Nowadays, it’s ladies first.
Women control the majority of household spending, earn a majority of higher education degrees and saw their income grow at nearly four times the rate of men’s income between 1990 and 2006.(1) Only one-fourth of jobs lost in the current recession were lost by women. Of the 15 fastest-growing job categories in the U.S., women dominate in all but two. While women are still outnumbered in CEO positions, they are overtaking men in middle management and professional jobs, holding 51.4% of these positions according to the Bureau of Labor Statistics. And although female CEOs are scarce, last year they received bigger raises than their male counterparts and outearned them by an average of 43%.(2)
So, what does this mean for you, the real estate agent? Modern female consumers, in short, have a great deal of clout. Fortunately, they are also interested in investing in your market. Twice as many unmarried women are buying homes than single men(3), and 76% of women versus 44% of men consider owning a home to be “very important.”(4) Much of this isn’t news to real estate professionals, who are likely accustomed to seeing women as the primary spenders and decision makers in real estate. It is, however, worth pointing out these statistics in order to underline this question—if women are your primary consumers, how are you attempting to reach out to women through your marketing and meet their unique needs with the services you provide?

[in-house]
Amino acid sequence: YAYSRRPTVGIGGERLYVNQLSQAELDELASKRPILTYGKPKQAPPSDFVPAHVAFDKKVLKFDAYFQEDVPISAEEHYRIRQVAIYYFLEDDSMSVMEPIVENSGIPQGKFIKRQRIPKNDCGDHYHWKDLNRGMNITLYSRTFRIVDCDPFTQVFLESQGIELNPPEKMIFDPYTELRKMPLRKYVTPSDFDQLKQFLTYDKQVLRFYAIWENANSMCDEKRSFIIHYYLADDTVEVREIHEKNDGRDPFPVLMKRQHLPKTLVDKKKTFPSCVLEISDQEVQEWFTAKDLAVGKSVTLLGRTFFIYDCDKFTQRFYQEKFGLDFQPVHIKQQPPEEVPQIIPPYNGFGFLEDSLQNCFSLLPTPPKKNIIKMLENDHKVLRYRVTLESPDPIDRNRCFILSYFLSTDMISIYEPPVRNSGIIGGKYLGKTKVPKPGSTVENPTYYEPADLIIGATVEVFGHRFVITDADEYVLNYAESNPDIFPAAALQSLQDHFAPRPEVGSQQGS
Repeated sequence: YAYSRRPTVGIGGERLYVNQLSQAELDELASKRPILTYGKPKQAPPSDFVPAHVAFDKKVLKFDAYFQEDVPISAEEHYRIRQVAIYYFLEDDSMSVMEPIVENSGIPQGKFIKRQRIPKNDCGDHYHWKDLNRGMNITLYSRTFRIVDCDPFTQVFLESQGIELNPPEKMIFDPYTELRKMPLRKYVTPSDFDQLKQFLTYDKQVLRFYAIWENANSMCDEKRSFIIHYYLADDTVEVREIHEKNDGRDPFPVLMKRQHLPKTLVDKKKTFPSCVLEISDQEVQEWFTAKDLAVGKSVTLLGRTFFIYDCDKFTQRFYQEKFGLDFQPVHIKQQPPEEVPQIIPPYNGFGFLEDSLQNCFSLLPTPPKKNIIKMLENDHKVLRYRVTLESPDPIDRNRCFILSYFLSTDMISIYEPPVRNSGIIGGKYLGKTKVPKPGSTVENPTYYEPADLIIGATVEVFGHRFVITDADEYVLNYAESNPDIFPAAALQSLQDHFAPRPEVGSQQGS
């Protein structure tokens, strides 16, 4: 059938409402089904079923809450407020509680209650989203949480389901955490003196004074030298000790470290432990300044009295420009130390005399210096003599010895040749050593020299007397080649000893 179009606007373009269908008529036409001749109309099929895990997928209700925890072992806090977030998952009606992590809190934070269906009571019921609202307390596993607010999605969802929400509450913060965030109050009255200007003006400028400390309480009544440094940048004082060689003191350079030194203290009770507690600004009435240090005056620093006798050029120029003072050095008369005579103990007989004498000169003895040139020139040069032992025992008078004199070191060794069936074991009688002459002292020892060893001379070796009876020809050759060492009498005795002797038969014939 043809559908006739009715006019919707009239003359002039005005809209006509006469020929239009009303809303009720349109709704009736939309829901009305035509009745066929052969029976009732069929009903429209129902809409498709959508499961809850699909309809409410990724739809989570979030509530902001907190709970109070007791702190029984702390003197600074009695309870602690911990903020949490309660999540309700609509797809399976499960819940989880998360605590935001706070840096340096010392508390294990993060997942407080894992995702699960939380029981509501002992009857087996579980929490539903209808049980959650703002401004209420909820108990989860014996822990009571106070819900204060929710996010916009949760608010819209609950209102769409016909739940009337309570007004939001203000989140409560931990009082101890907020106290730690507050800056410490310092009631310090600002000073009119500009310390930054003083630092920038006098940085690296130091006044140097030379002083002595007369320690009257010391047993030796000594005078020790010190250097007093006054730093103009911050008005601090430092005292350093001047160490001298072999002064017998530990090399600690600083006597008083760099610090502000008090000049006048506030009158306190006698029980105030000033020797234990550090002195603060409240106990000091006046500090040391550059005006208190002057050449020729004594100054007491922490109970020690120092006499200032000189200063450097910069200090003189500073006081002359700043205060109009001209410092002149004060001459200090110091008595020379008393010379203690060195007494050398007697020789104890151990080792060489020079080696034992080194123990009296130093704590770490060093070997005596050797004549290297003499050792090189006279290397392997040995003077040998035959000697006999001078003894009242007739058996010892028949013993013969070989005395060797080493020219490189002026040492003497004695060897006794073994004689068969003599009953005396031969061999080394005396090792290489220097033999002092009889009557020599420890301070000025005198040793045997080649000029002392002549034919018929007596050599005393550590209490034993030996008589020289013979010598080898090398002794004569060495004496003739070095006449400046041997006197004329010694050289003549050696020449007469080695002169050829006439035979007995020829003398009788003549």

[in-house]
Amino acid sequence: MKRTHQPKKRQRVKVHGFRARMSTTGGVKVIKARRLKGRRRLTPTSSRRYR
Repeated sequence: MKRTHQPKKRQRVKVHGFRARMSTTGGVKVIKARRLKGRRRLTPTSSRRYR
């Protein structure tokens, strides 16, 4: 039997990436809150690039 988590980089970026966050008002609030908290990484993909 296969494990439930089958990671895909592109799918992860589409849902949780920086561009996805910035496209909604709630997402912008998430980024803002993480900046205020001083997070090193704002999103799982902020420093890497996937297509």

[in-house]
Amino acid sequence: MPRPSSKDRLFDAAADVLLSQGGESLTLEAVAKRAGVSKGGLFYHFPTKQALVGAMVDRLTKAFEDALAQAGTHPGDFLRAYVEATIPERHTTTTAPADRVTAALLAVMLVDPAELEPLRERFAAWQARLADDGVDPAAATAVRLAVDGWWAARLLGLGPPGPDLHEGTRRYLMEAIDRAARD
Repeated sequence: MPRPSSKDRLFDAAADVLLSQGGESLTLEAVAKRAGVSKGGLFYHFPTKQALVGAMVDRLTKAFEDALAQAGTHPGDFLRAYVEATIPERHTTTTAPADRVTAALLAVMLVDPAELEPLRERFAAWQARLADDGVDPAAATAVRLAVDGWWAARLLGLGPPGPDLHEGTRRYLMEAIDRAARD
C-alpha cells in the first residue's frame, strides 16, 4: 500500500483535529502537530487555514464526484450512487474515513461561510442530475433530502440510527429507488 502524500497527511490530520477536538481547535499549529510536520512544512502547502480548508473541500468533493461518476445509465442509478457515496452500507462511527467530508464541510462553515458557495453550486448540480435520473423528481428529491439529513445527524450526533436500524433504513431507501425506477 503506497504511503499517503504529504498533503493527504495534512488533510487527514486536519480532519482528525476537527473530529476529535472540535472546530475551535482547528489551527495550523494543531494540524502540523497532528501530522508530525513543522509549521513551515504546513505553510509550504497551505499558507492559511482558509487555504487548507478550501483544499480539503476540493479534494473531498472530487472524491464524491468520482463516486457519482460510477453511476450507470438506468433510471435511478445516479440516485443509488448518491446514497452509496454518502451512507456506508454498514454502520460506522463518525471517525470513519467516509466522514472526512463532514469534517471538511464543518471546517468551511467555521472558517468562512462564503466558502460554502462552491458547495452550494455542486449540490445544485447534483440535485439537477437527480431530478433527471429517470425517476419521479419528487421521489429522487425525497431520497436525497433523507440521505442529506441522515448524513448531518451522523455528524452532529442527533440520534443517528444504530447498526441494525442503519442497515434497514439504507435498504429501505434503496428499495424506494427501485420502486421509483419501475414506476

As real estate consumers, men and women behave in markedly different ways. One important dividing line between the genders is their use of social media. Social media prioritizes many things women are conditioned to value in our society, like building relationships, fostering a sense of community and offering the opportunity to participate in collective action. A study conducted by Women of NBC Universal in September 2010 showed that brands that used social media like Foursquare and Facebook to reach out to consumers saw a major spike in interest among women.
Women also place a high degree of value on referrals. The same study found that 62% of women felt what they heard from others was credible and believable, and 51% said they would purchase something based on a conversation(5). Having testimonials on your website or urging former clients to share their good experience with you as an agent with their friends could gain you many new referrals.
While women currently outnumber men in the workforce, work for women doesn’t end when they arrive home. Both stay-at-home and working mothers still assume the bulk of household responsibilities, including cooking, laundry, grocery shopping and cleaning(6). Women are overwhelmed with responsibilities and probably inclined to see buying or selling a home as little more than another source of stress.
To successfully connect with female consumers, emphasize how easy you will make the process of home buying or selling. Provide materials on your website and at community events that offer useful information about real estate, the market, local schools and anything else that would be of interest. Demonstrate that you are willing to put in the time and effort so your client doesn’t have to.1 Marissa Miley and Ann Mack, “The Rise of the Real Mom,” Advertising Age 16 November 2009: 3-5. 2 Hanna Rosin, “The End of Men,” The Atlantic . 3 Rachel Bogardus Drew, “Buying for Themselves: An Analysis of Unmarried Female Home Buyers,” Joint Center for Housing Studies Harvard University June 2006. 4 Miley and Mack, 6. 5 “Women at NBCU unveils ‘Women at NBCU Brand Power Index’” 27 September 2010. 6 Miley and Mack, 7.
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